The Howling is the greatest werewolf movie ever. My favorite part of the movie is when Eddie Quist changes into the werewolf. That transformation was a masterpiece. When I had it on tape, I kept rewinding that part. They just don’t make them like that anymore! I’m also a big fan of the Howling series and I’m glad this web sight was made!


Name: Beatrice

Email: [email protected]

RE: The Howling

I agree that The Howling was the scariest wolf movie ever made–while An American Werewolf in London’s howl is much more frightening–the effects of The Howling is awesome. I can remember staying up late in the 60’s with my mother to watch Werewolf with Lon Chaney (yes, I know, my mother was sadistic in sending me to bed by myself AFTER THAT MOVIE) in the creature feature show. I was only 8 but I still remember with delicious shudder, the two legged walk when he was changing from man to beast. To this day, I think that was the most horrifying metamorphosis a child could ever see. Picture yourself in the woods, peeking in on this man changing and watching his legs come towards you. I have always been and still am hooked on horror. Thanks!


Name: Eric Standridge

Email: [email protected]

RE: The Howling

Hi, I remember going to see “The Howling” as a kid and was blown away by the special effects and scary, modern atmosphere. I think that’s what got me the most. It was a modern tale of lycanthrope that I could possibly view in real life as an editorial on the local nightly news. I was hooked. Now I’m about to view this classic again on video and the small screen and can only hope it will have the same effect. I wanted to check reviews as a form of nostalgia on the internet before-hand and was glad to find your thorough site!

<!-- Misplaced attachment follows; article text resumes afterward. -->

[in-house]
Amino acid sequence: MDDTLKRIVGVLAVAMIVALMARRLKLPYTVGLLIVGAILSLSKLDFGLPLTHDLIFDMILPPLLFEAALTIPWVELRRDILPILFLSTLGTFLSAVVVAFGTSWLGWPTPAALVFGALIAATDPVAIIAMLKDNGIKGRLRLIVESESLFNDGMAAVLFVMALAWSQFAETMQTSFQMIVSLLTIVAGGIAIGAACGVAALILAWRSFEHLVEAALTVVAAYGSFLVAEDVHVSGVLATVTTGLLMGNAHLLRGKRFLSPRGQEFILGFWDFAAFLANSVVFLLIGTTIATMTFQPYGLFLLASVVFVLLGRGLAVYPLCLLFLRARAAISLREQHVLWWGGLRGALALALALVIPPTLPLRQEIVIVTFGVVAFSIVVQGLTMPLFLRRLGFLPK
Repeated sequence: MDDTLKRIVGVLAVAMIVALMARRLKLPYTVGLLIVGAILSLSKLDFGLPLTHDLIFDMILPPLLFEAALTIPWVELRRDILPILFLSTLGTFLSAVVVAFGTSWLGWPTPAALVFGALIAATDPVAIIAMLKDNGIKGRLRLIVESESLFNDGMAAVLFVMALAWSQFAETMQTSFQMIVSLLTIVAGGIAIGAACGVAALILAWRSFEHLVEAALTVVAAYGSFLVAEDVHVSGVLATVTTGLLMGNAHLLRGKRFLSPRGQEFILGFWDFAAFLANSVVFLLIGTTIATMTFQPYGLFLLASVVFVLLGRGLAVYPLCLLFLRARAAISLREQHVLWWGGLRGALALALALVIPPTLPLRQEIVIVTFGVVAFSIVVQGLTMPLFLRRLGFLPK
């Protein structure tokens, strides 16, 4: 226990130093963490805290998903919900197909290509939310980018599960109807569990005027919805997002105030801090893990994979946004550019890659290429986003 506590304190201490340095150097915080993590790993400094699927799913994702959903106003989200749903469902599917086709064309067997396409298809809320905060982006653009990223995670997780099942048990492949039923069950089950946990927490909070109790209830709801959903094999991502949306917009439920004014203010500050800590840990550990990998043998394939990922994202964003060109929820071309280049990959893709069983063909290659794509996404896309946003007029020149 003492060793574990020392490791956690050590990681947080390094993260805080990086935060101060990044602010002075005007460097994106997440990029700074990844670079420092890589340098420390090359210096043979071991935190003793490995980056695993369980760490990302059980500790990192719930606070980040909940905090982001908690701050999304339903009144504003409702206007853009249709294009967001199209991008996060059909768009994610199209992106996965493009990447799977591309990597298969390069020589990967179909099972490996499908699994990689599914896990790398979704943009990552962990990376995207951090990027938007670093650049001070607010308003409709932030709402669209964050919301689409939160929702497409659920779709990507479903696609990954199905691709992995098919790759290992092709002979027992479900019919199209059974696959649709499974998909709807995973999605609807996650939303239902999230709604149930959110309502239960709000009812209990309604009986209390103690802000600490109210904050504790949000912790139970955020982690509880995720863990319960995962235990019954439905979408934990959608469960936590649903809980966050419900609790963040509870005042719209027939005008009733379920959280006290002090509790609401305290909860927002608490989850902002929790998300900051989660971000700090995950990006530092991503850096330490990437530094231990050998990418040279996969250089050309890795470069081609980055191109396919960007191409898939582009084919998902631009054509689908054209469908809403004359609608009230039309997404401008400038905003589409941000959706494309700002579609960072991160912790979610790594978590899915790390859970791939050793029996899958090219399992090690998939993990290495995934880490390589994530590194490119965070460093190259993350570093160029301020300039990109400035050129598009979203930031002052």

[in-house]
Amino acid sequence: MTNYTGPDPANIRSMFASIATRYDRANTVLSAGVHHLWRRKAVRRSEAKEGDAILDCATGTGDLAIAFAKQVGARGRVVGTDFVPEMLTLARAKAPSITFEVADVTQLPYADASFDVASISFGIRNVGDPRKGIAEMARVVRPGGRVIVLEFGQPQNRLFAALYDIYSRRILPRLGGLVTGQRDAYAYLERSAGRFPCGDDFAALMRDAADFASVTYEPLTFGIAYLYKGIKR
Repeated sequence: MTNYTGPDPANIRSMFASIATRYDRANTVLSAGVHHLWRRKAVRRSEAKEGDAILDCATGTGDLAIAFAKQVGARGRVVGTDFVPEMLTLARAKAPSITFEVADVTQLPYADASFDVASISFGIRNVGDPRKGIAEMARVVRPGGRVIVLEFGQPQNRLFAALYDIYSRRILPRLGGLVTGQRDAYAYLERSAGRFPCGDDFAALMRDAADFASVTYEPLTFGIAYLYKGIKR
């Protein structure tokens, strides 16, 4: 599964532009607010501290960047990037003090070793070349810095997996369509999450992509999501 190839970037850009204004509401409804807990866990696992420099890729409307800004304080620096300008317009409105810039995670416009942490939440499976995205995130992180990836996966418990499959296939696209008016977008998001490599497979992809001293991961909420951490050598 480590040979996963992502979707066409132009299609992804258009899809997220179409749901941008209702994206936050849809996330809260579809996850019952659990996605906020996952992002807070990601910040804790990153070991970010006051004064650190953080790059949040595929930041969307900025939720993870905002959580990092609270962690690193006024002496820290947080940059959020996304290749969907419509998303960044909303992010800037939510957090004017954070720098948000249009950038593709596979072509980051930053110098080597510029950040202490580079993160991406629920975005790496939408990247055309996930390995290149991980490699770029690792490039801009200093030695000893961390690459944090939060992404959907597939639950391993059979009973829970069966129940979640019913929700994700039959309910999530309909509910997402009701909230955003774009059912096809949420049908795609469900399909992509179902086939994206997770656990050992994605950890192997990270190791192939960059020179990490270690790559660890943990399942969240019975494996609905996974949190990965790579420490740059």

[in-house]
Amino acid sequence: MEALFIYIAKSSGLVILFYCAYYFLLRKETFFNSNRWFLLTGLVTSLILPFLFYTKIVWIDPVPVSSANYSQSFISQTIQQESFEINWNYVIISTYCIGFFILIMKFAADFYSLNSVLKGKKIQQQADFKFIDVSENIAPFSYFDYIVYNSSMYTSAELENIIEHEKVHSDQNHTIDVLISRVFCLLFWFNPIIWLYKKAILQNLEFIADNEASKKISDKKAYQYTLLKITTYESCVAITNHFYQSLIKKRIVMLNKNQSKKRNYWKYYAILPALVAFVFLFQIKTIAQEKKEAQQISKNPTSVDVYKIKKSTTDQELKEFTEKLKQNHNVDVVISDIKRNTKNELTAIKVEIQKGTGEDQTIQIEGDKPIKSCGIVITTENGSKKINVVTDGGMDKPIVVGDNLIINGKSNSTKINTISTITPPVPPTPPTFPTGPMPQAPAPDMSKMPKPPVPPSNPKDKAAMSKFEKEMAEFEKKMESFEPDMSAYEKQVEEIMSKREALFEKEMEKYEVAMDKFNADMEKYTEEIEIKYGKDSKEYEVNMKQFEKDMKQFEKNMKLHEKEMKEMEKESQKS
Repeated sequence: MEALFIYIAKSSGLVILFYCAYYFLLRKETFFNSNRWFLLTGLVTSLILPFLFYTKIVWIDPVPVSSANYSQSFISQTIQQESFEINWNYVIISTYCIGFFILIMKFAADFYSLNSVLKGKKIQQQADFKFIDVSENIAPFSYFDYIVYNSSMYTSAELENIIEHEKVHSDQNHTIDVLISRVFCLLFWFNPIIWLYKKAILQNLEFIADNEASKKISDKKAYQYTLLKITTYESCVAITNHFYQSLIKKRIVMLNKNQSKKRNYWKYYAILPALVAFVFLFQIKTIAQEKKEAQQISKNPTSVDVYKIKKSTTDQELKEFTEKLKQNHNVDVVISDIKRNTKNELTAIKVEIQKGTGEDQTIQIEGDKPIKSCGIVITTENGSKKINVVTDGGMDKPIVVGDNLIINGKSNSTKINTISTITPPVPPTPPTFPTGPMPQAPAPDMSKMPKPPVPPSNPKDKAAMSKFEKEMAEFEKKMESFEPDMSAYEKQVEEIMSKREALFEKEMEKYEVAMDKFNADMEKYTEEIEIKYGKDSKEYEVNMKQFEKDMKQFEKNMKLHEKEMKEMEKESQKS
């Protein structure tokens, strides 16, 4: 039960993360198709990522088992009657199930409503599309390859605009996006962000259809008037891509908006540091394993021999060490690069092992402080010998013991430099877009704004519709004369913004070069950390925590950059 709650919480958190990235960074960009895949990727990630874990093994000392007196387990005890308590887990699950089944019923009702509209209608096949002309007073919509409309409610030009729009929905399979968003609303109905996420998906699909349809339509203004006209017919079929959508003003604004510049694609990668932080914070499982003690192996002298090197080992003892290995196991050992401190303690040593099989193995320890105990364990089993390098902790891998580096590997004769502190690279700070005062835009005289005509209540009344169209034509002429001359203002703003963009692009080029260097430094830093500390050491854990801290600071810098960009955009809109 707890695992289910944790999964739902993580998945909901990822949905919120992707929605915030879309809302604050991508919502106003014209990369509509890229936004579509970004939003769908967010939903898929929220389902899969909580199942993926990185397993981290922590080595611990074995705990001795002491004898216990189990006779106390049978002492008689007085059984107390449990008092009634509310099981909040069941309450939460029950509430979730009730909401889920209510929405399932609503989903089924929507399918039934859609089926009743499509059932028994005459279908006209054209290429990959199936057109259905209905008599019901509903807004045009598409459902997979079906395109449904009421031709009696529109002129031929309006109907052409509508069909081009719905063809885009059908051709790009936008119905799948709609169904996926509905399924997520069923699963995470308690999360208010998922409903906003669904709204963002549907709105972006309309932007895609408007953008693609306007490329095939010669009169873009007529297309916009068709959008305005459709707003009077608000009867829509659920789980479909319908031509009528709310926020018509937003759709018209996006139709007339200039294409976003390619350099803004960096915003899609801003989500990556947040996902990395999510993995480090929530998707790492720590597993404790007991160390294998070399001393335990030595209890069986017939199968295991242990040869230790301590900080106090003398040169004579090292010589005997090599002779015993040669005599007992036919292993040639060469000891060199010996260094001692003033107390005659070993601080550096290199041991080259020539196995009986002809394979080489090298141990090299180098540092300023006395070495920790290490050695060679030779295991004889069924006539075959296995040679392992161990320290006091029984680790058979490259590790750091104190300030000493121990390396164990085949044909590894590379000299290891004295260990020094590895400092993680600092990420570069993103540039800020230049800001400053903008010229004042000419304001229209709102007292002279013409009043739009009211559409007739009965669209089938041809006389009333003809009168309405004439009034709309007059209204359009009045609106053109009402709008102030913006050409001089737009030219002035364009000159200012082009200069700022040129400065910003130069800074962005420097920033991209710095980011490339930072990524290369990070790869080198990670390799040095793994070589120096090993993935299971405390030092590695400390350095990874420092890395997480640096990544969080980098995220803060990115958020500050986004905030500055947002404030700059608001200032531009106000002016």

Eric Standridge, Horror Fan

Name: Lee Durant

Email: [email protected]

RE: The Howling (1981)

I must admit to my shame. I have been a rancid horror fan for twelve years. I am 22 now. Anything I could get my hands on! This video, while next to impossible to find for purchase here in the N.E. was located in superb condition at a video store for sale. I leapt on it based on the caretakers reviews. It sat in my video library for a year. I finally pulled it out to watch for the first time! What a shame I let it go that long! I feel that Joe Dante, while brilliant, let this movie drag for the first forty minutes or so. The real power and horror of the film weren’t released until the final forty minutes or so. In my opinion it definitely did not rely on gorish overtones to succeed, rather intense plot as well as character development. This was done masterfully. Problem: if you weren’t informed this a horror flick, you would not figure it out until the afore mentioned time had elapsed. It just flows to slowly in the beginning as a crime, drama, thriller. With that aside, the effects of Rob Bottin are easily the best wolf effects ever. Still 17 years later they have yet to be compromised. (Good thing he was given his chance to shine.) He saved the film. Without dragging this out too much further, though I’d like to. Grab your patience and a cigarette and sit down to be amazed by the definitive werewolf movie.